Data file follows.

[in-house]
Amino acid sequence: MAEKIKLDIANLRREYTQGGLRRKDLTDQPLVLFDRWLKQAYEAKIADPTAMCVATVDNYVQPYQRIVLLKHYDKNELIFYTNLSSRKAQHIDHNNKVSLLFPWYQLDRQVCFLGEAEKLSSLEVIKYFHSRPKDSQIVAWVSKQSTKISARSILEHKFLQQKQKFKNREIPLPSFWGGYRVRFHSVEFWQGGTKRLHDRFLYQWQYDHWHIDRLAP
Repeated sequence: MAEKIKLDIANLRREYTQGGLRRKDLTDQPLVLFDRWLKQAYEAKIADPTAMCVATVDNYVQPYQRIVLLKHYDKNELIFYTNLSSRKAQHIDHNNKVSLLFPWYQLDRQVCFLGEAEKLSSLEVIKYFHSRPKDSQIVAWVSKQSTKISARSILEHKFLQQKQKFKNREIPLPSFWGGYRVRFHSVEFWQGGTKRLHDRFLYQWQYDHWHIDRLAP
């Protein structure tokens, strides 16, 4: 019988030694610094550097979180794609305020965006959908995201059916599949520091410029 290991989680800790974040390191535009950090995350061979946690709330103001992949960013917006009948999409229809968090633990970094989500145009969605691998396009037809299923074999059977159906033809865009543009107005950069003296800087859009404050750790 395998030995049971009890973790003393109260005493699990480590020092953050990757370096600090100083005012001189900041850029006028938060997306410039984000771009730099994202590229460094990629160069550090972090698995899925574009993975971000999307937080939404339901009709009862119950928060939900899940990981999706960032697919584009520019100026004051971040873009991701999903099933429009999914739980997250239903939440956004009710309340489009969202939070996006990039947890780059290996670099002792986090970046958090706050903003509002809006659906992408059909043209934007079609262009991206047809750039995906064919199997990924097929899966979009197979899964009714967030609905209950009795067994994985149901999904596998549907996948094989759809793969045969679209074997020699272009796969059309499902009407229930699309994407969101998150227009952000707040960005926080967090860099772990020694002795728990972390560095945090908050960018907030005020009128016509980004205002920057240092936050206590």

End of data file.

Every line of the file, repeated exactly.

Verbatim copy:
[in-house]
Amino acid sequence: MAEKIKLDIANLRREYTQGGLRRKDLTDQPLVLFDRWLKQAYEAKIADPTAMCVATVDNYVQPYQRIVLLKHYDKNELIFYTNLSSRKAQHIDHNNKVSLLFPWYQLDRQVCFLGEAEKLSSLEVIKYFHSRPKDSQIVAWVSKQSTKISARSILEHKFLQQKQKFKNREIPLPSFWGGYRVRFHSVEFWQGGTKRLHDRFLYQWQYDHWHIDRLAP
Repeated sequence: MAEKIKLDIANLRREYTQGGLRRKDLTDQPLVLFDRWLKQAYEAKIADPTAMCVATVDNYVQPYQRIVLLKHYDKNELIFYTNLSSRKAQHIDHNNKVSLLFPWYQLDRQVCFLGEAEKLSSLEVIKYFHSRPKDSQIVAWVSKQSTKISARSILEHKFLQQKQKFKNREIPLPSFWGGYRVRFHSVEFWQGGTKRLHDRFLYQWQYDHWHIDRLAP
């Protein structure tokens, strides 16, 4: 019988030694610094550097979180794609305020965006959908995201059916599949520091410029 290991989680800790974040390191535009950090995350061979946690709330103001992949960013917006009948999409229809968090633990970094989500145009969605691998396009037809299923074999059977159906033809865009543009107005950069003296800087859009404050750790 395998030995049971009890973790003393109260005493699990480590020092953050990757370096600090100083005012001189900041850029006028938060997306410039984000771009730099994202590229460094990629160069550090972090698995899925574009993975971000999307937080939404339901009709009862119950928060939900899940990981999706960032697919584009520019100026004051971040873009991701999903099933429009999914739980997250239903939440956004009710309340489009969202939070996006990039947890780059290996670099002792986090970046958090706050903003509002809006659906992408059909043209934007079609262009991206047809750039995906064919199997990924097929899966979009197979899964009714967030609905209950009795067994994985149901999904596998549907996948094989759809793969045969679209074997020699272009796969059309499902009407229930699309994407969101998150227009952000707040960005926080967090860099772990020694002795728990972390560095945090908050960018907030005020009128016509980004205002920057240092936050206590």